The following antibodies were used in this study (with dilution factor for immunoblotting): anti-PKN2 (#2612, 1:1,000), anti-YAP (#14074, 1:1,000), anti-YAP/TAZ (#8418, 1:1,000), anti-phospho-YAP (Ser127) (#4911, 1:1,000), anti-phospho-EGFR (Tyr1068) (#3777, 1:1,000), anti-EGFR (#4267, 1:20,000), anti-phospho-AKT (Ser473) (#4058, 1:1,000), anti-AKT (#9272, 1:5,000), anti-phospho-ERK1/2 (Thr202/Tyr204) (#9101, 1:1,000), anti-ERK1/2 (#9102, 1:5,000), anti-ARIH2/TRIAD1 (#13689, 1:1,000), anti-BTAF1 (#2637, 1:1,000), anti-GNAQ (#14373, 1:1,000), anti-HSP90 (#4877, 1:5,000), anti-ALDOA (#8060, 1:5,000), anti-METAP2 (#12547, 1:1,000), anti-GAPDH (#2118, 1:5,000), anti-RHOA (#2117, 1:1,000), anti-Cofilin (#5175, 1:1,000), anti-phospho-Cofilin (Ser3) (#3313, 1:1,000), from Cell Signaling Technology; anti-α-Tubulin (T6074, 1:20,000) and anti-β-Actin (A1978, 1:20,000) from Sigma; anti-GNB2 (ab81272, 1:1,000), anti-RIC8A (ab97808, 1:1,000), anti-USP22 (ab195289, 1:1,000), anti-CUL5 (ab184177, 1:1,000), anti-RNF7 (ab181986, 1:1,000), anti-PDCD10 (ab180706, 1:1,000), from Abcam; anti-KCTD5 (#15553–1-AP, 1:1,000), anti-PSAT1 (#10501–1-AP, 1:5,000), from Proteintech; Goat Anti-Rabbit IgG Antibody, (H+L) HRP conjugate (#AP307P, 1:5,000), Goat Anti-Mouse IgG Antibody, (H+L) HRP conjugate (#AP308P, 1:5,000), from Millipore Sigma.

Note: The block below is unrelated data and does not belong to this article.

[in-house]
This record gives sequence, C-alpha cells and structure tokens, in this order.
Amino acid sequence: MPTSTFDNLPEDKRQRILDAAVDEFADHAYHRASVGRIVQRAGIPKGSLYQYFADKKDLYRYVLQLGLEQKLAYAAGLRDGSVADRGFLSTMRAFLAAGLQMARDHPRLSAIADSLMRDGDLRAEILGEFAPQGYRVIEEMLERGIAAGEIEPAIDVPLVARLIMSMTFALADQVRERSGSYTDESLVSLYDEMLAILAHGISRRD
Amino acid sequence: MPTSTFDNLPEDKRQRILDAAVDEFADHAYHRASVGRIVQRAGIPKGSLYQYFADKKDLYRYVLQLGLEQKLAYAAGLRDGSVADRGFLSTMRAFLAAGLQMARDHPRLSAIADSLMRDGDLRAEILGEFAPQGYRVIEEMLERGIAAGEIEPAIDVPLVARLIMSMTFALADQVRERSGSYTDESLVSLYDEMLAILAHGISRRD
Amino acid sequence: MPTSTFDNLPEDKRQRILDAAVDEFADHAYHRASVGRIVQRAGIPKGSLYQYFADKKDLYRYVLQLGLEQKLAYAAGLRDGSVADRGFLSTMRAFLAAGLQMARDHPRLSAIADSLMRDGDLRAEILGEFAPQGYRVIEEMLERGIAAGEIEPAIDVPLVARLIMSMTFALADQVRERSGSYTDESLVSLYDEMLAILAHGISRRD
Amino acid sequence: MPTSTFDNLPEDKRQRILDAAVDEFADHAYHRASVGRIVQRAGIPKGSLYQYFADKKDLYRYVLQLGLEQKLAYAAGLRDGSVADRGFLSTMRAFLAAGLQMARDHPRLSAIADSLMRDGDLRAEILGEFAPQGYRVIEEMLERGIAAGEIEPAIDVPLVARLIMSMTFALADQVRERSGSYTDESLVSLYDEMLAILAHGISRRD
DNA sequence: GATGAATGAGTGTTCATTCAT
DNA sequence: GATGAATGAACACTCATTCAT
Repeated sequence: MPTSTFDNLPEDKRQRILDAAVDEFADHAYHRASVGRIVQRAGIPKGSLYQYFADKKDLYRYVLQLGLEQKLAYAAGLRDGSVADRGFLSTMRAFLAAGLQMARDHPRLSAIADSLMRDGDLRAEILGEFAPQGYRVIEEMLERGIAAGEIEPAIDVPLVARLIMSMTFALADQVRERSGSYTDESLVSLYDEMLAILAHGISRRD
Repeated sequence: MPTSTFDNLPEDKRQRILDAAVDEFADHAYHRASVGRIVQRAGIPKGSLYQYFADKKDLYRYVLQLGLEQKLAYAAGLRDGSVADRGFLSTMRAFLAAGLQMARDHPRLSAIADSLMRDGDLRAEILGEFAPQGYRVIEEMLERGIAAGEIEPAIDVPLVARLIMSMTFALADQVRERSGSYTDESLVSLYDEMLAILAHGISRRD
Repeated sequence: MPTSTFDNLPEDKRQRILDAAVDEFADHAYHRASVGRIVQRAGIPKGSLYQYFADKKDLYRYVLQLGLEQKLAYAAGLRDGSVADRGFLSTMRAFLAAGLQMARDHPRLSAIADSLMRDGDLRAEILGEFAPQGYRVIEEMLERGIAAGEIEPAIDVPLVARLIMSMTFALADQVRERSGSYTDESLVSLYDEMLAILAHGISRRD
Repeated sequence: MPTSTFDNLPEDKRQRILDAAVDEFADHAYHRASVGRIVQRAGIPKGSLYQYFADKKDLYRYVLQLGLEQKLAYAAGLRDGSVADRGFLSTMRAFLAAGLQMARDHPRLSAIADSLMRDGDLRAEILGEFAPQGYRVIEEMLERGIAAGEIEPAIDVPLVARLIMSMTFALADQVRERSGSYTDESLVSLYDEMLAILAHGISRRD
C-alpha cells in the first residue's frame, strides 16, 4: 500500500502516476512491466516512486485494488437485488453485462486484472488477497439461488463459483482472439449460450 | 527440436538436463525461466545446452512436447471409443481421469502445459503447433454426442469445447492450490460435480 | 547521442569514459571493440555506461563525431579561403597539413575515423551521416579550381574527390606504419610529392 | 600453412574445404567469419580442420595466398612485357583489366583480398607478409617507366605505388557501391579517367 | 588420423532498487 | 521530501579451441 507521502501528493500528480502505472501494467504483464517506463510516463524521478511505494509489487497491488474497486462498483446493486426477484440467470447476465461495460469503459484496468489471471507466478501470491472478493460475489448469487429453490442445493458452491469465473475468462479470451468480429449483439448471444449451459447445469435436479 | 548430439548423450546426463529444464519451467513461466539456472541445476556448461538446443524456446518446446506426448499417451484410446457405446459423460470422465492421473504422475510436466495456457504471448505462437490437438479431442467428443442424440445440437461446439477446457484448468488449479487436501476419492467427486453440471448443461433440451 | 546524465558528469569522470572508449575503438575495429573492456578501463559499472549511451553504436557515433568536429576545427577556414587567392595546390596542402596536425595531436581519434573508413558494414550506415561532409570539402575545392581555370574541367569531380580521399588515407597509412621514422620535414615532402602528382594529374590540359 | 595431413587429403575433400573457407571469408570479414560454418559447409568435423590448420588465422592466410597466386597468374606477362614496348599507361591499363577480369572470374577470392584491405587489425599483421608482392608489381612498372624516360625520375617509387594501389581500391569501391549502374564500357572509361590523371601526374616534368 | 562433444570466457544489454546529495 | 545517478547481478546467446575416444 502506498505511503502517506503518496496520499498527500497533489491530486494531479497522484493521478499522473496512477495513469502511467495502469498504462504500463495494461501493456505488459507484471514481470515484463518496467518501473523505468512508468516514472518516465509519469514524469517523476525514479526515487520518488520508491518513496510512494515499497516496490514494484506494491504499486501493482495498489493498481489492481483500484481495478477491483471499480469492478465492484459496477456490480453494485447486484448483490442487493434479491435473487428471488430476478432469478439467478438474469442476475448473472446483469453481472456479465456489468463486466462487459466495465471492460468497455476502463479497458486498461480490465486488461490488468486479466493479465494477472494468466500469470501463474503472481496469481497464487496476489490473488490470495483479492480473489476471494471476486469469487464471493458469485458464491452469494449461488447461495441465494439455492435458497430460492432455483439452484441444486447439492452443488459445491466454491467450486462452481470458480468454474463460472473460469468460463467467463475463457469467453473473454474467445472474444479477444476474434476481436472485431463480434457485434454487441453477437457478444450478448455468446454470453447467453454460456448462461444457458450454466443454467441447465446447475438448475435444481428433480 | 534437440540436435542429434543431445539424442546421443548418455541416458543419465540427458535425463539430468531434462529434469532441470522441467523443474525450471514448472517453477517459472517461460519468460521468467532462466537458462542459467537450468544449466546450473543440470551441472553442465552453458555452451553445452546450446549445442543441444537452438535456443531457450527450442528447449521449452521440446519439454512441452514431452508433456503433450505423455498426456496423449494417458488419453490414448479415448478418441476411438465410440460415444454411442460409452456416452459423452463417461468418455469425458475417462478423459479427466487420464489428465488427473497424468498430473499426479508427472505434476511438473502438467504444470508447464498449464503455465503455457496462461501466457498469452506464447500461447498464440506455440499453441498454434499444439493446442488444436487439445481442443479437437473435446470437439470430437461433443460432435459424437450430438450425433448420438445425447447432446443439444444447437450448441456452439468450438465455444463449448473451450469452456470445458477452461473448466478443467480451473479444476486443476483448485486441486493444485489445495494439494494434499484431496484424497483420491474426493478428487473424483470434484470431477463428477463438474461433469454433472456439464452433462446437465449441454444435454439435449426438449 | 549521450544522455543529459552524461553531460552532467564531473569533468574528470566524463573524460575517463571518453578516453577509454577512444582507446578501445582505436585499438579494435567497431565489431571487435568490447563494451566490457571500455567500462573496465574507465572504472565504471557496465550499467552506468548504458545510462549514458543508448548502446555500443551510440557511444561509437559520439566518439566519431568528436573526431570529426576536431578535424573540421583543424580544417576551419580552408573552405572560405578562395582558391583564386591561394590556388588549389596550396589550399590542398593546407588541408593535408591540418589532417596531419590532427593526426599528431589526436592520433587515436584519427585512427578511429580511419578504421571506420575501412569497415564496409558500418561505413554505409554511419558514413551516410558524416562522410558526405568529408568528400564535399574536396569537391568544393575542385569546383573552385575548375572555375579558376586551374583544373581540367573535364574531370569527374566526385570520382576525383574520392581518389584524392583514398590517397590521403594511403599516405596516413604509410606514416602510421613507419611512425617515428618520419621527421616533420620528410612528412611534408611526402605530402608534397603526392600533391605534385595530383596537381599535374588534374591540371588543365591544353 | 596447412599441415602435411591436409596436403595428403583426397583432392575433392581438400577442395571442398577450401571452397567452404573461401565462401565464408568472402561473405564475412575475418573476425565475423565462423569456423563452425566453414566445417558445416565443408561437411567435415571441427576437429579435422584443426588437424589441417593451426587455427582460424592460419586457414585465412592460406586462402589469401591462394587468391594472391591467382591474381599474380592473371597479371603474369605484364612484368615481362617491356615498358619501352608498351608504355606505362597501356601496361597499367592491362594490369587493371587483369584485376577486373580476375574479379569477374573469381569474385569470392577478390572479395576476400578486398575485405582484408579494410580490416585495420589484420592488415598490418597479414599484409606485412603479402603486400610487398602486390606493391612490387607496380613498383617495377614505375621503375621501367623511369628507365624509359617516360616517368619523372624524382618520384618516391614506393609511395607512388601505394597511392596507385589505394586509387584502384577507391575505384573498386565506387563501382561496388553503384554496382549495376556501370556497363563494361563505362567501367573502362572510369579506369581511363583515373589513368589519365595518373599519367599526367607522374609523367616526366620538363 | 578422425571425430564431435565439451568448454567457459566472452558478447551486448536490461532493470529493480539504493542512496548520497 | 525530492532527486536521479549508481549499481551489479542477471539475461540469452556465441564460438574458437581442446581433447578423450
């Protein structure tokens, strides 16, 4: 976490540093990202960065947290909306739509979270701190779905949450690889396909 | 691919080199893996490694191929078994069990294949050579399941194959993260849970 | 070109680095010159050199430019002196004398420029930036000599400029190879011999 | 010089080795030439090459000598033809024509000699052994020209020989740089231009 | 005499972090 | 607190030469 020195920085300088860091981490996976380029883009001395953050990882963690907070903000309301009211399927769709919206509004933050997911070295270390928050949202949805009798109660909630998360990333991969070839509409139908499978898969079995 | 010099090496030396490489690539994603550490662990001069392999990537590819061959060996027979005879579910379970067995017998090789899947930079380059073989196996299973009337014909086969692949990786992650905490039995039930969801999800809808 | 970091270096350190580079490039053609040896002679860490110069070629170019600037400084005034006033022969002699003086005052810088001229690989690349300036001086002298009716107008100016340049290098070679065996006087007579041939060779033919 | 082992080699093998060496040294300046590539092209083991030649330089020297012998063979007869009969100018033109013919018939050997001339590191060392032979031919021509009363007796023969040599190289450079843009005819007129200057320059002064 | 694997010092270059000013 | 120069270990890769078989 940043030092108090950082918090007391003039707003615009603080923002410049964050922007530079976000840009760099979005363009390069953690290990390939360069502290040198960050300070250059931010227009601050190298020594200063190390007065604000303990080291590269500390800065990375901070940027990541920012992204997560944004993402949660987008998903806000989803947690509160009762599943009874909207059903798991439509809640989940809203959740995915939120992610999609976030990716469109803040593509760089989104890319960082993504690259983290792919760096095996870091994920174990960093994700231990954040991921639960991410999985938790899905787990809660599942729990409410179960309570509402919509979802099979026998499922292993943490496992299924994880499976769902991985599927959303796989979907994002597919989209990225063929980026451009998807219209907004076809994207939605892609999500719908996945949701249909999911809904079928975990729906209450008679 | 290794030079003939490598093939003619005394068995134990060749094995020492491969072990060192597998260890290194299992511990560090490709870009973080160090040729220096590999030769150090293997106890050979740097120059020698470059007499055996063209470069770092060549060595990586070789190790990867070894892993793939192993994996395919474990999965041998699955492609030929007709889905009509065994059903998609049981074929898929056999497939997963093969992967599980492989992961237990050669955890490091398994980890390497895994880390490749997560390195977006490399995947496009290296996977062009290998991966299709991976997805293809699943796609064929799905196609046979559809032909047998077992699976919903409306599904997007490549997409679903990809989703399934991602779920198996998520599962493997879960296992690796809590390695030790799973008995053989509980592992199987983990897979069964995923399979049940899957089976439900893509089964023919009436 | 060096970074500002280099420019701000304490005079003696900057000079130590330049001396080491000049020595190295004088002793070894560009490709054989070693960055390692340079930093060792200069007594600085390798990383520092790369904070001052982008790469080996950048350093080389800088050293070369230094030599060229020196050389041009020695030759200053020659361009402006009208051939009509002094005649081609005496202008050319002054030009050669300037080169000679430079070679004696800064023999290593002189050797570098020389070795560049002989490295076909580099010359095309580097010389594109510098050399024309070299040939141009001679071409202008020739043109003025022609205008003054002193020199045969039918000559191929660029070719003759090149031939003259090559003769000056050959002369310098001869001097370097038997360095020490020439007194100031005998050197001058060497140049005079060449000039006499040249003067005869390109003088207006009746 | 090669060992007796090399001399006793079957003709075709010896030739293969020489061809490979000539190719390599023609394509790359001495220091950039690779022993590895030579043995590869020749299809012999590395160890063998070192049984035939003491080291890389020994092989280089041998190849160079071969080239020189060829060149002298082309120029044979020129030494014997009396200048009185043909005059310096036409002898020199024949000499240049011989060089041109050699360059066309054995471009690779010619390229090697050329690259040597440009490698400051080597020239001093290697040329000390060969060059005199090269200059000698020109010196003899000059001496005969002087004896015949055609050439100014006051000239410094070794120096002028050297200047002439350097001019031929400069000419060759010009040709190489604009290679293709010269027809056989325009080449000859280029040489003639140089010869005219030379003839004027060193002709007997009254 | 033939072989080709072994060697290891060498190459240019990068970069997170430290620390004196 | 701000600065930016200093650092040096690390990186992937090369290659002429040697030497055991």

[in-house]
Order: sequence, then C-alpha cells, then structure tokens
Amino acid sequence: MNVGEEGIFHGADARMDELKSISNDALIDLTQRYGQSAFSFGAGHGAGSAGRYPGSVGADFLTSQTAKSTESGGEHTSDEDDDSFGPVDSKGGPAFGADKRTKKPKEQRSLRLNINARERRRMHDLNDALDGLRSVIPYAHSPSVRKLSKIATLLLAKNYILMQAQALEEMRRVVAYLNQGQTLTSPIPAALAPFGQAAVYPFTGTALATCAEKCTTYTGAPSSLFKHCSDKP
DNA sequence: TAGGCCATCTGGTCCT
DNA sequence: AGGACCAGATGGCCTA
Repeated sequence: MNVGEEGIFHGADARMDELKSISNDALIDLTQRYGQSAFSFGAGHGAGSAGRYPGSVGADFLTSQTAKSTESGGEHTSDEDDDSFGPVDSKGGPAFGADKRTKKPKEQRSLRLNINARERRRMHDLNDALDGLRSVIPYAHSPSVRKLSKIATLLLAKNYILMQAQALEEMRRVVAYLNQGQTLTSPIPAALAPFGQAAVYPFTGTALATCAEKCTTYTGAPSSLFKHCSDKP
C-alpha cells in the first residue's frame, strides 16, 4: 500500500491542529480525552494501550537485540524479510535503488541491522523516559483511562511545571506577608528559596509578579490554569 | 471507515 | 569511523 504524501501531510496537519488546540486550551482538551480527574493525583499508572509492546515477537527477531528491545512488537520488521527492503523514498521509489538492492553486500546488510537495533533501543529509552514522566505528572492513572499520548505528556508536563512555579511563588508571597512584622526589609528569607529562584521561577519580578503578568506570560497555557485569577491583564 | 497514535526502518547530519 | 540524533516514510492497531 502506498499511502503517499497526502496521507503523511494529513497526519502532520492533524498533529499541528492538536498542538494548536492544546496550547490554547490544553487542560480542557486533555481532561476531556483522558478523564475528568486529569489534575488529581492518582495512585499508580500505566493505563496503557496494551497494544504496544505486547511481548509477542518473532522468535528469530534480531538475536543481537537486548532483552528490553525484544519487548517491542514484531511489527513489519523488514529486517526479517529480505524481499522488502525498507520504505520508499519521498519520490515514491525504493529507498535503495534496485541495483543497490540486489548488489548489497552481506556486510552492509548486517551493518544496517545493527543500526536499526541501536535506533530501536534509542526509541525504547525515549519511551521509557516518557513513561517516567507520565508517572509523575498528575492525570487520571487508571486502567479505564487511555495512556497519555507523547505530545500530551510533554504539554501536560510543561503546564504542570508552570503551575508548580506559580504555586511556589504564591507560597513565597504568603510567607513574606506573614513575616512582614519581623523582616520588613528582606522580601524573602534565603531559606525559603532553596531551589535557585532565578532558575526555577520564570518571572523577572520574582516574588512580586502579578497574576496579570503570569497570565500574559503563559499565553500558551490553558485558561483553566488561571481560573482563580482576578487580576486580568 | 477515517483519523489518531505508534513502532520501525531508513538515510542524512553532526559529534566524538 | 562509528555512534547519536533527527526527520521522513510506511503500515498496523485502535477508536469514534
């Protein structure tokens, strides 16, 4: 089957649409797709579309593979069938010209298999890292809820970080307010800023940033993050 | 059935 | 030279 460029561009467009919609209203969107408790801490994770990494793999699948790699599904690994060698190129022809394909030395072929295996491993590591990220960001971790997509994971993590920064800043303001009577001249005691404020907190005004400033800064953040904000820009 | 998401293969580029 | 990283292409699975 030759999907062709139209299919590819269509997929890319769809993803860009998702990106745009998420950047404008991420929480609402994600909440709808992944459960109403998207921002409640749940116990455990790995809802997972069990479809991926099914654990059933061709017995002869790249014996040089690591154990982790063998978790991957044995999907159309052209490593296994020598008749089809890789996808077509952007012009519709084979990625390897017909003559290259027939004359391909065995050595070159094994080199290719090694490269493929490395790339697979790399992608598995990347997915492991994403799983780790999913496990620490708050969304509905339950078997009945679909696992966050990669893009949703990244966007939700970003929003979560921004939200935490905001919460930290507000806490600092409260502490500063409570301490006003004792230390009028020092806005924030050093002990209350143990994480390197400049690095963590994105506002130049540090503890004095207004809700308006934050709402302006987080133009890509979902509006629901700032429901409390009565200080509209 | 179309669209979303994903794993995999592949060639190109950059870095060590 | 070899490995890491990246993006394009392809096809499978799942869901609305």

Assessing nascent protein synthesis by AHA labeling